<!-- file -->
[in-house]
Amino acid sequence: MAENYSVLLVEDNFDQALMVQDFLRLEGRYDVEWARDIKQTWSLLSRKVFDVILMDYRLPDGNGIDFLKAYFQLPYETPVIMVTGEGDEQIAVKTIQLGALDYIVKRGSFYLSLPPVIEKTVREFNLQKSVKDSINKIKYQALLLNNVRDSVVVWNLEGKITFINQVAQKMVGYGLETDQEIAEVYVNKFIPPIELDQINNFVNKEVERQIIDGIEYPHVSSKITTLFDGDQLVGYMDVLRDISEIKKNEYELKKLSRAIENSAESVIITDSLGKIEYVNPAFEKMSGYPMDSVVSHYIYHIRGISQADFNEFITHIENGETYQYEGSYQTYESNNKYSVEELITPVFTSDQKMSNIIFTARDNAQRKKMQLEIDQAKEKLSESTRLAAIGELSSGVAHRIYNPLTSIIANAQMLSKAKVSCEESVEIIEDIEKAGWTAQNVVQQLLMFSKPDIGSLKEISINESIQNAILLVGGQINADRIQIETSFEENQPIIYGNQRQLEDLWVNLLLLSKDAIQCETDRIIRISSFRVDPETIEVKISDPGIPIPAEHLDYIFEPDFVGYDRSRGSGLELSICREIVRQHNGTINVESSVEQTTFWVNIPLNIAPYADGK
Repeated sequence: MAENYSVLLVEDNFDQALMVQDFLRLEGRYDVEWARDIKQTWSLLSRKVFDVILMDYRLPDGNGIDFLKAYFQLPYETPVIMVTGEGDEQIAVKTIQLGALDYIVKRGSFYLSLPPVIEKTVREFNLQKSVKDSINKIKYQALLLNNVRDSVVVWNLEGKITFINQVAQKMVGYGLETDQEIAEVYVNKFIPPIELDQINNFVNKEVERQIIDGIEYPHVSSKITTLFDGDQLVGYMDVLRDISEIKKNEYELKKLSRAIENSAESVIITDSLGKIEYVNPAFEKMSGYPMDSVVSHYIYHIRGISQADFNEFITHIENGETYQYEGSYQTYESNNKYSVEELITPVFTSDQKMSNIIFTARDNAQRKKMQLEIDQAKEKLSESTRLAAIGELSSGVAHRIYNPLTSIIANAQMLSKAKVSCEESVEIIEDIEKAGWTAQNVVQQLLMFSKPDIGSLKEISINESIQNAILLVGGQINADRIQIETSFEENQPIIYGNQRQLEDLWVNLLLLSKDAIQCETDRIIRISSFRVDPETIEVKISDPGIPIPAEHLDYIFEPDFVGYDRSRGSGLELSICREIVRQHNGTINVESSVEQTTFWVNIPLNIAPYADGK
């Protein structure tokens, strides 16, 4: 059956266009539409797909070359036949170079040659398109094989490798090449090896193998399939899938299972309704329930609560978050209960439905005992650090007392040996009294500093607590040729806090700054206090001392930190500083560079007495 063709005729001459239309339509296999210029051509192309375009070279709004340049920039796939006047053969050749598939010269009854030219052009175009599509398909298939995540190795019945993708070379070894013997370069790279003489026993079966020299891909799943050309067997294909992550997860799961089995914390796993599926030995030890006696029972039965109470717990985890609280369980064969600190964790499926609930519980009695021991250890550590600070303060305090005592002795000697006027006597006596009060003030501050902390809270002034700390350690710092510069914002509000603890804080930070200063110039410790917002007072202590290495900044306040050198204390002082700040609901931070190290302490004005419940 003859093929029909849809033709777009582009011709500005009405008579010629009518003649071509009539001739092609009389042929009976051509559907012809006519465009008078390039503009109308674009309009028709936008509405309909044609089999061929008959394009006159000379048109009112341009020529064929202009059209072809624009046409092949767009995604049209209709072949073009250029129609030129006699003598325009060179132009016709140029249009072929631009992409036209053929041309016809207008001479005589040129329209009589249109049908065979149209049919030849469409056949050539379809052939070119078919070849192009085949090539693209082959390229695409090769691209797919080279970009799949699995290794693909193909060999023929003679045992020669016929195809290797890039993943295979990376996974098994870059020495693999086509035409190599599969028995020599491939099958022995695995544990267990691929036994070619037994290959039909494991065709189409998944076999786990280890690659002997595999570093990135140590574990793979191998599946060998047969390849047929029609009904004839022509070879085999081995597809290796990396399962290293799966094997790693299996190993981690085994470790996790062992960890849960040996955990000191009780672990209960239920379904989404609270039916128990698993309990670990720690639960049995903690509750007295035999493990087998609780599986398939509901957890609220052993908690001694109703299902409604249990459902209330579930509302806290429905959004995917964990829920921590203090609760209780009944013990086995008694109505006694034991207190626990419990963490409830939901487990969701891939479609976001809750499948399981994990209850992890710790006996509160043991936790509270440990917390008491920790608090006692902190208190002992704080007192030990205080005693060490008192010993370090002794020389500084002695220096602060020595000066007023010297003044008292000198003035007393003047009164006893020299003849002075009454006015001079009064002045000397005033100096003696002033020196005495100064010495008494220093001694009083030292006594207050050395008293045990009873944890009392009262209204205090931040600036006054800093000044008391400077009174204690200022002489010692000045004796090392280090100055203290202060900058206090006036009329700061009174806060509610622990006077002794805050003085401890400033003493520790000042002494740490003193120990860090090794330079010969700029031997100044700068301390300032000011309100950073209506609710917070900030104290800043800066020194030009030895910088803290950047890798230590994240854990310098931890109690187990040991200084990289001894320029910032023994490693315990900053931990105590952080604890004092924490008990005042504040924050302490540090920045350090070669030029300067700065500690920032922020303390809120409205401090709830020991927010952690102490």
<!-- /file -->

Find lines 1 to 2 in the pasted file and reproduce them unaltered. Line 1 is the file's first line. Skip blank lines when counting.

[in-house]
Amino acid sequence: MAENYSVLLVEDNFDQALMVQDFLRLEGRYDVEWARDIKQTWSLLSRKVFDVILMDYRLPDGNGIDFLKAYFQLPYETPVIMVTGEGDEQIAVKTIQLGALDYIVKRGSFYLSLPPVIEKTVREFNLQKSVKDSINKIKYQALLLNNVRDSVVVWNLEGKITFINQVAQKMVGYGLETDQEIAEVYVNKFIPPIELDQINNFVNKEVERQIIDGIEYPHVSSKITTLFDGDQLVGYMDVLRDISEIKKNEYELKKLSRAIENSAESVIITDSLGKIEYVNPAFEKMSGYPMDSVVSHYIYHIRGISQADFNEFITHIENGETYQYEGSYQTYESNNKYSVEELITPVFTSDQKMSNIIFTARDNAQRKKMQLEIDQAKEKLSESTRLAAIGELSSGVAHRIYNPLTSIIANAQMLSKAKVSCEESVEIIEDIEKAGWTAQNVVQQLLMFSKPDIGSLKEISINESIQNAILLVGGQINADRIQIETSFEENQPIIYGNQRQLEDLWVNLLLLSKDAIQCETDRIIRISSFRVDPETIEVKISDPGIPIPAEHLDYIFEPDFVGYDRSRGSGLELSICREIVRQHNGTINVESSVEQTTFWVNIPLNIAPYADGK